1. This is an application by the auction-purchaser to set aside a sale by the Registrar on the ground that good title has not been made out. The applicant contends that the property is subject to charges under the will of Krishna Das Kundu which have never been disclosed. The will was not mentioned in the abstract of title, nor in the conditions of sale, and it is alleged that the existence of the charges were deliberately suppressed. The mortgagee contends that the charges do not exist. The will was discovered after searches. Probate has never been granted. The will in Clause 3 provides that the testator's two sons who are the mortgagees shall each get at the rate of Rs. 50 a month from his estate month by month 'for defraying the expenses of maintenance etc., of their sons, daughters, wives and their own selves' after the testator's death. There is a further provision that the sons shall get 'at the rate of Rs. 2000' from the testator's estate for defraying the expenses of the marriage of each of their daughters. Clause 4 provides for a monthly allowance at the rate of Rs. 8 a month to be paid to the testator's youngest daughter, who was a widow, out of the testator's estate so long as she lives. These are the material portions of the will, and the question before me is whether the allowances granted by the will form charges. For the mortgagee it is contended that no charges will be created unless the testator provides that the allowances are to be paid from a specific property. That is by no means clear, and it appears from Theobald on Wills, Edn. 7 p. 508 that an annuity may be given without words creating an express charge. If the annuity is given in general terms and there is then a gift of residue, the annuity is charged upon the corpus.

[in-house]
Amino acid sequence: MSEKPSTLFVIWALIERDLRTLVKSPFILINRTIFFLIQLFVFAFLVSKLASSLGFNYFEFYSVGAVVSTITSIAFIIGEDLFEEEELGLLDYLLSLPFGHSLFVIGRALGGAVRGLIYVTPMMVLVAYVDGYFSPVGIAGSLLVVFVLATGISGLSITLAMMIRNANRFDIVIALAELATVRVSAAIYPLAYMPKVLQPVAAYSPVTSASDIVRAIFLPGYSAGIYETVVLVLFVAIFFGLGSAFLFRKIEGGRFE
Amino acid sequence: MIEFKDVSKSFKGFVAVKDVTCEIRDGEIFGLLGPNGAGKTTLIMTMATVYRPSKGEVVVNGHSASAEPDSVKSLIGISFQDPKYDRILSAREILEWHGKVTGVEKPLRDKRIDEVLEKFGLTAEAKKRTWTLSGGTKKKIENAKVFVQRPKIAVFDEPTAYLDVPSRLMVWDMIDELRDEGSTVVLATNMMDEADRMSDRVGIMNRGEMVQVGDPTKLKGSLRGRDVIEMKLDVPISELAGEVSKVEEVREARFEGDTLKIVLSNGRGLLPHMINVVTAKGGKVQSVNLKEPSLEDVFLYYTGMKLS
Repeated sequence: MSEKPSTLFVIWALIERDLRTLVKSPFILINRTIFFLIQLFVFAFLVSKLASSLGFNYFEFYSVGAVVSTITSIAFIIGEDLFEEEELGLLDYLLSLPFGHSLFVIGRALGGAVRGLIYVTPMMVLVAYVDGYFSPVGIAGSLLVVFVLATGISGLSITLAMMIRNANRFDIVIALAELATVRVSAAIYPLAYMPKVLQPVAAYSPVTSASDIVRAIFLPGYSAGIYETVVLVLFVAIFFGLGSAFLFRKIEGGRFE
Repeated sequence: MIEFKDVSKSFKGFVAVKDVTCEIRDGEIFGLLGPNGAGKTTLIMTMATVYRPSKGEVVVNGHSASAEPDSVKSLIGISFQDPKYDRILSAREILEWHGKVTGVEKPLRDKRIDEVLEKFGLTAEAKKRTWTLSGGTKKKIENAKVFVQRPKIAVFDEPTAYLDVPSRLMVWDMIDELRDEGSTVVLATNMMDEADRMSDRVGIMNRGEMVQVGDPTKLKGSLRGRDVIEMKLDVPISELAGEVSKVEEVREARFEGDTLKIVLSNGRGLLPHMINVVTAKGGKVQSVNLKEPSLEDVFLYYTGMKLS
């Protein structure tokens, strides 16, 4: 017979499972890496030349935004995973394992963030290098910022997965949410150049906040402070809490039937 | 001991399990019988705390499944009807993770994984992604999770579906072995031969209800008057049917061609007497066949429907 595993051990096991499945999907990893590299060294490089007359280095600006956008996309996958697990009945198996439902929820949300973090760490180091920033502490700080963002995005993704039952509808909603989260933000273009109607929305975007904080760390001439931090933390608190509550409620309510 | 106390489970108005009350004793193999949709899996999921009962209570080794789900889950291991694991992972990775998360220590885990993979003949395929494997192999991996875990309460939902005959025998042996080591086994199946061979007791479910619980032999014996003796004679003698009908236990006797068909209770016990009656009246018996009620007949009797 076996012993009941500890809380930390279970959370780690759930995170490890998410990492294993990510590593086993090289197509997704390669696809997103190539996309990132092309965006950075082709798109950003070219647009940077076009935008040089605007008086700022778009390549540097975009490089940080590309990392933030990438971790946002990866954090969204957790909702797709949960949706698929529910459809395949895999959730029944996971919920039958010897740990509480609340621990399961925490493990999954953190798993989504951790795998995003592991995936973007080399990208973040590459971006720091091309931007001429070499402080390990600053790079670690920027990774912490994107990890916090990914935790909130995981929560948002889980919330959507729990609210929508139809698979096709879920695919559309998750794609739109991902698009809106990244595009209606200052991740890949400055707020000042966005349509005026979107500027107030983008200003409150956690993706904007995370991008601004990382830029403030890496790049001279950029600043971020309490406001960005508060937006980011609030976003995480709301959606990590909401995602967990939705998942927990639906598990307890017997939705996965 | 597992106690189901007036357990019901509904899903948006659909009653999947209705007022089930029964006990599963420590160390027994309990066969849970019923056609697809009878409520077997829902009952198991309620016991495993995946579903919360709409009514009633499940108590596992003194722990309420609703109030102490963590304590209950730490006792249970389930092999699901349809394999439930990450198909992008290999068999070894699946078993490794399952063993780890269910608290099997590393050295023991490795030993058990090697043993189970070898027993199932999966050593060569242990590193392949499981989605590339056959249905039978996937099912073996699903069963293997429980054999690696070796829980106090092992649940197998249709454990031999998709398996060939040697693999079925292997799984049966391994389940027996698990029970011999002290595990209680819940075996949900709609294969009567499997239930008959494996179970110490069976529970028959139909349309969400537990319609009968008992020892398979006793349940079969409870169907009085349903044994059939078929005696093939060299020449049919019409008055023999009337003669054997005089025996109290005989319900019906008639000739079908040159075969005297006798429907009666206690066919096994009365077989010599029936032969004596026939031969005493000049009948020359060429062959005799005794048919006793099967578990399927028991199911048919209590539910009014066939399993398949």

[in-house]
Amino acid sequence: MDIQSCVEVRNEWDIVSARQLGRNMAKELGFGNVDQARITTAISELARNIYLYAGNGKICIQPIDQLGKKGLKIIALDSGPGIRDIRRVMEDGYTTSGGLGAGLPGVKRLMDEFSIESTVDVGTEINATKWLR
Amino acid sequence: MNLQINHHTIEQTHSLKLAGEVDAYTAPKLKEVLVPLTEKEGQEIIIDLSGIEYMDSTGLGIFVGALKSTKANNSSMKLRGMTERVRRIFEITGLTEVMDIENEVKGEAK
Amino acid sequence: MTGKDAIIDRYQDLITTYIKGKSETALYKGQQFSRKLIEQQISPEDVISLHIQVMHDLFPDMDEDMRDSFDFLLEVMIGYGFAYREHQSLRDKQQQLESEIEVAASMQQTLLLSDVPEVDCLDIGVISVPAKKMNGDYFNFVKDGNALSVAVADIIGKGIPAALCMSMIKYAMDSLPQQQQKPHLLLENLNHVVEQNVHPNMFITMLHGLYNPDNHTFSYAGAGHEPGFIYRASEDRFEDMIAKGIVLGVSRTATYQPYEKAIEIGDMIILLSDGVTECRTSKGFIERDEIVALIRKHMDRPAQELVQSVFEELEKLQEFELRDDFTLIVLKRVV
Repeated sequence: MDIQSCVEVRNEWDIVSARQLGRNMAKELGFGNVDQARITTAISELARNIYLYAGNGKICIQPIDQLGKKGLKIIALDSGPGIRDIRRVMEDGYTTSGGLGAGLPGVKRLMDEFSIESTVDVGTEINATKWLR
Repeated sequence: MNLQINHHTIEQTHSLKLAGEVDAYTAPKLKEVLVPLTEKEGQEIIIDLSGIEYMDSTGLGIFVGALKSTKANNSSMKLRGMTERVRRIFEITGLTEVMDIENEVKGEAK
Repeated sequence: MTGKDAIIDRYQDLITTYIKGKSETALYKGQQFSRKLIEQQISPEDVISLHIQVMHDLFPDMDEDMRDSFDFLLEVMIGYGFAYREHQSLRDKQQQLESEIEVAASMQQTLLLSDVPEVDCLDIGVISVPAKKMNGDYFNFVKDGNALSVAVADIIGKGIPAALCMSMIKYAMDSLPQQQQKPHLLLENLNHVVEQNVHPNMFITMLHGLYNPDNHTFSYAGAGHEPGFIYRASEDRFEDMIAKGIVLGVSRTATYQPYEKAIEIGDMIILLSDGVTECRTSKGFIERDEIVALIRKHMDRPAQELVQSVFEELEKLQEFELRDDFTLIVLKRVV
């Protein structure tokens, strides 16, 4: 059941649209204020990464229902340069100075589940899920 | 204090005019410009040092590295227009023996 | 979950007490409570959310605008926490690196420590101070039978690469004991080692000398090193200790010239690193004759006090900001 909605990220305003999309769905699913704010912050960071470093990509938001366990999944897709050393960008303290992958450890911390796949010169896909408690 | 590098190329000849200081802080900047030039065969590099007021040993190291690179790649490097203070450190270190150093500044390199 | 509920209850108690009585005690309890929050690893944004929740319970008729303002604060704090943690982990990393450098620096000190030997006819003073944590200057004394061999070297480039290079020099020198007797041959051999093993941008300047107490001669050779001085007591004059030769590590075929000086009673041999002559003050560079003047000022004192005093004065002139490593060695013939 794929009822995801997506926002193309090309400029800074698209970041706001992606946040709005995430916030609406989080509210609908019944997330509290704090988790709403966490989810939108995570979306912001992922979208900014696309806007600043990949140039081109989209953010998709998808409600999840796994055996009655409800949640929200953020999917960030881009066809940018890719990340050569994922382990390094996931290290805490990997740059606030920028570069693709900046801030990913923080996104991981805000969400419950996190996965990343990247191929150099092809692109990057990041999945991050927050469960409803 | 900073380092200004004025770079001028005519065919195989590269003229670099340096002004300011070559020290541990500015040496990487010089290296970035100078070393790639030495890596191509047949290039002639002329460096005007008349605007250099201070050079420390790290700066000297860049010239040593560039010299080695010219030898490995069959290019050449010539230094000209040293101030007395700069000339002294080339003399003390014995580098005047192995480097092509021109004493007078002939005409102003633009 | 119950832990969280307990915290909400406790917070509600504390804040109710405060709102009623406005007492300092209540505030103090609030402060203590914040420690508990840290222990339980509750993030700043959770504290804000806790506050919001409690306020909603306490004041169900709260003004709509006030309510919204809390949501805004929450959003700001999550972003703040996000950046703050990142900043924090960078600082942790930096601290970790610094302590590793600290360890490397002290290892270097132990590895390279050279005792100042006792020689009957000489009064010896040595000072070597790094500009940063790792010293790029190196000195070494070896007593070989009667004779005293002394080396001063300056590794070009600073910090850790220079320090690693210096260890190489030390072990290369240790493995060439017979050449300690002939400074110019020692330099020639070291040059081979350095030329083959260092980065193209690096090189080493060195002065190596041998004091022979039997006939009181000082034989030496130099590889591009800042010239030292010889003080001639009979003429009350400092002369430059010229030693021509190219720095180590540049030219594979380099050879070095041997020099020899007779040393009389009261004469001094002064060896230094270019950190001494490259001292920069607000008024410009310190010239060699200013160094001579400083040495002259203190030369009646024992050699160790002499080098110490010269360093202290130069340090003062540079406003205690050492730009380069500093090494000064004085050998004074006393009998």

In Bridges v. Hinxman (1847) 16 Simon's Reports p. 71 the testator by his will devised certain property to his son for life and after his death to the first, second, third and fourth son and so on 'paying' to the testator's wife 'l6 a year of lawful money of Great Britain,' also to the testator's daughter 10 a year of lawful money quarterly for life. The Vice-Chancellor held that the word 'paying' created not a trust but a charge or condition. The matter was dealt with recently by the Division Bench of this Court in Bhola Nath Banerjee v. Sarbamangala Debi : AIR1940Cal93 . There a Hindu testator created two successive life estates and gave the remainder to the defendants who were his grandsons. He further provided that monthly allowances should be paid to his granddaughter out of the estate left by him, and whoever was in possession of the estate would be bound to pay. There it was argued as the property was not specified no valid charge could be created, but the Court held that the charge would attach to the corpus of the estate which was bequeathed by the testator successively to the two ladies and then to the daughter's sons who were the defendants in that case. It is clear therefore on these decisions that a charge may attach to the general estate although the testator in his will may not make provision for the charge or allowances to be paid out of specified properties. In any event whether the allowances form charges or not it is quite clear that this possibility should have been brought to the notice of the prospective purchaser, and since that was not done the purchaser is entitled to have the sale set aside. Order in terms of prayers (a), (b), (c), (d) and (e). The mortgagee (Mr. B. N. Ghose's client) to pay the costs of the application to the auction-purchaser and the mortgagee will add those costs to his claim.